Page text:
I closed my eyes and blocked out the only light around me. I focused on the laughs of those by my side and the rush of the waves hitting my feet. The air was salty and the wind wet and warm. My body tingled, a smile came across my face and I whispered: I'm never leaving this island.

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Are Plastic Straws Really Killing Sea Turtles?

It's no secret that plastic isn't great for the environment, but how sensationalized is this topic actually becoming?

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When I first saw a video of a sea turtle getting a plastic drinking straw removed from its nostril, I was obviously upset like any other viewer would be. I care a lot about the environment and about animal life and it was upsetting to see that a product of human consumption and ignorant waste was destroying precious parts of our world. I wholeheartedly jumped on the bandwagon of "plastic straws kill sea turtles!!!" but only knew about the issue from this video and what I heard from people or saw on social media. The whole topic of plastic waste into the ocean remained in the back of my mind until the recent pledge of Starbucks to stop using plastic straws in stores by 2020 reminded me of the issue.

As the topic of plastics and their pollution of the environment (largely the oceans) has become so recently powerful I decided to do some research of my own. If I was going to tell people to stop using plastic straws because they were killing sea turtles, I wanted to be sure that I wasn't just repeating everything I heard from social media.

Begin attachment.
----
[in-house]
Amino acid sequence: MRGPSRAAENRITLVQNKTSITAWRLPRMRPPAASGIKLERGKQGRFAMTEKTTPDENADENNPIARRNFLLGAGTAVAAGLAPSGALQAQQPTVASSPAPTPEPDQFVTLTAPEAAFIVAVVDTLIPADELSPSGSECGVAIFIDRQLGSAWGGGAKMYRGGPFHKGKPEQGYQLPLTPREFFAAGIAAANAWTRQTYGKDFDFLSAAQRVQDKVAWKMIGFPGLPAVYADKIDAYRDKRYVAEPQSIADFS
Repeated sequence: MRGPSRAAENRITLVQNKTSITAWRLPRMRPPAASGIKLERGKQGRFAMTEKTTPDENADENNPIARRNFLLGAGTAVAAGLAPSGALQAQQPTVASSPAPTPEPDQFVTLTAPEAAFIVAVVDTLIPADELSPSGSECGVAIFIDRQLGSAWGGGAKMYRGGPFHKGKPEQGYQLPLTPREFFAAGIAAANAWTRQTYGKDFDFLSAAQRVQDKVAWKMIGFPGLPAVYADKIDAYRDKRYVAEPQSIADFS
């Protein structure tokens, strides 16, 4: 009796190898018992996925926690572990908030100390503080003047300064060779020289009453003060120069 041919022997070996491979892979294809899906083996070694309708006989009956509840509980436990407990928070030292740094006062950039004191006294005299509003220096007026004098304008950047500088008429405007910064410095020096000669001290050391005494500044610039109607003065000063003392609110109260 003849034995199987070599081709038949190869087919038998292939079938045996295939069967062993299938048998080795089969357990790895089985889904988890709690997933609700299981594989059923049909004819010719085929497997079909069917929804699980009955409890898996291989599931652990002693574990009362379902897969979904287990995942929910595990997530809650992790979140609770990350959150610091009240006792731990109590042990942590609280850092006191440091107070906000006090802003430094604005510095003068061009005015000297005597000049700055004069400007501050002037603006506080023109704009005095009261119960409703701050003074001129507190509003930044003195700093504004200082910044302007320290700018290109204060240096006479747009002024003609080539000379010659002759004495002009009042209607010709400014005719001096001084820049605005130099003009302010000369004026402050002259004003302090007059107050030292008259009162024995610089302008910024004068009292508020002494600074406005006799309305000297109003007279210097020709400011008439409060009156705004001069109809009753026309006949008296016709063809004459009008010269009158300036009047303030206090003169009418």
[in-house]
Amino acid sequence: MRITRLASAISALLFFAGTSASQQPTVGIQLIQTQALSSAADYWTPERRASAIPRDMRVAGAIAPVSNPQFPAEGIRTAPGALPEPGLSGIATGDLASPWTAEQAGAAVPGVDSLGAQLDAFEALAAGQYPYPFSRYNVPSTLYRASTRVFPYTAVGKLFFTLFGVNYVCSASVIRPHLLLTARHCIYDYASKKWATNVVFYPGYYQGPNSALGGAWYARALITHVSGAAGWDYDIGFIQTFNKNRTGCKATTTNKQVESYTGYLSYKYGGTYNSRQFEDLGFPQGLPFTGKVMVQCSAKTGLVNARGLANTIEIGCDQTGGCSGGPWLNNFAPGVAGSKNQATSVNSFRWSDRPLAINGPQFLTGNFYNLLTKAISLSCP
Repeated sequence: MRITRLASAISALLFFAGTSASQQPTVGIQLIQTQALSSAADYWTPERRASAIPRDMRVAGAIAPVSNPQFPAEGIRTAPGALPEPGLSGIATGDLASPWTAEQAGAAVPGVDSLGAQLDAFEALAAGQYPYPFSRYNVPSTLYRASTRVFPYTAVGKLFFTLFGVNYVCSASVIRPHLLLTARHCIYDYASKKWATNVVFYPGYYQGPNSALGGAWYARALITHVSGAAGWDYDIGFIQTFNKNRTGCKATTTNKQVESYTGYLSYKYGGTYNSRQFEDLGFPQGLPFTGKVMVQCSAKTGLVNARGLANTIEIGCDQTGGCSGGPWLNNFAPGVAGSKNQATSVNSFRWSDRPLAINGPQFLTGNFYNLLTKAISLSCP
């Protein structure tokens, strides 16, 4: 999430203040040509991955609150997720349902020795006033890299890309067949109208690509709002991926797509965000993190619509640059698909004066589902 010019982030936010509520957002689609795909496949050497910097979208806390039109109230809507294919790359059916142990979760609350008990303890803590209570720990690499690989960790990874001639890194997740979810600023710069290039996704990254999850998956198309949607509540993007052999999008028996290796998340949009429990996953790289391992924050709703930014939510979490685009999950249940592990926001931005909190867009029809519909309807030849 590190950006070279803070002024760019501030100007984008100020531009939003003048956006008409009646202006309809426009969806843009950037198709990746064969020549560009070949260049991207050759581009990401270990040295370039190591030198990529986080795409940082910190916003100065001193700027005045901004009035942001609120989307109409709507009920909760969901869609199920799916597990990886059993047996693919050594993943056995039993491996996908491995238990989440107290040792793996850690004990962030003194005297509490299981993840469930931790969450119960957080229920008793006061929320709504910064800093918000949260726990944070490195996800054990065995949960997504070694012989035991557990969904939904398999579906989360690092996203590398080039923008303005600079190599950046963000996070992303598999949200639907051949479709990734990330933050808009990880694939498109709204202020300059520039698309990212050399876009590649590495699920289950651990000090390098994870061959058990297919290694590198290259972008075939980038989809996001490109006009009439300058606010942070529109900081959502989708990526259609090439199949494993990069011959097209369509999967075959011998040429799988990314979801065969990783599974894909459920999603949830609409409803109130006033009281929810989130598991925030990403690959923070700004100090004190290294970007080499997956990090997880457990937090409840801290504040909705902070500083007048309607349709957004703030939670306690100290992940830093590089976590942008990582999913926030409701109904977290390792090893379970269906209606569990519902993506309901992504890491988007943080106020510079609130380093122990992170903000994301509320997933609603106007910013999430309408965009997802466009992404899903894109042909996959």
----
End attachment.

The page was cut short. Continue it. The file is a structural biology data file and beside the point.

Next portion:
Turns out, plastic straws are hurting sea turtles and other marine life, but a lot of what I thought about plastic waste was exaggerated (at least from what I had heard from others). Sea birds are the most impacted creature by plastic straws, not sea turtles. About 1 million or more seabirds die every year from ingesting plastic straws and choking on them. In research from recent scientific studies, 80-90% of seabirds have some kind of plastic inside of their stomachs. Also, the ecological footprint that plastic straws alone leave on the planet is actually pretty small compared to food waste or fossil fuels.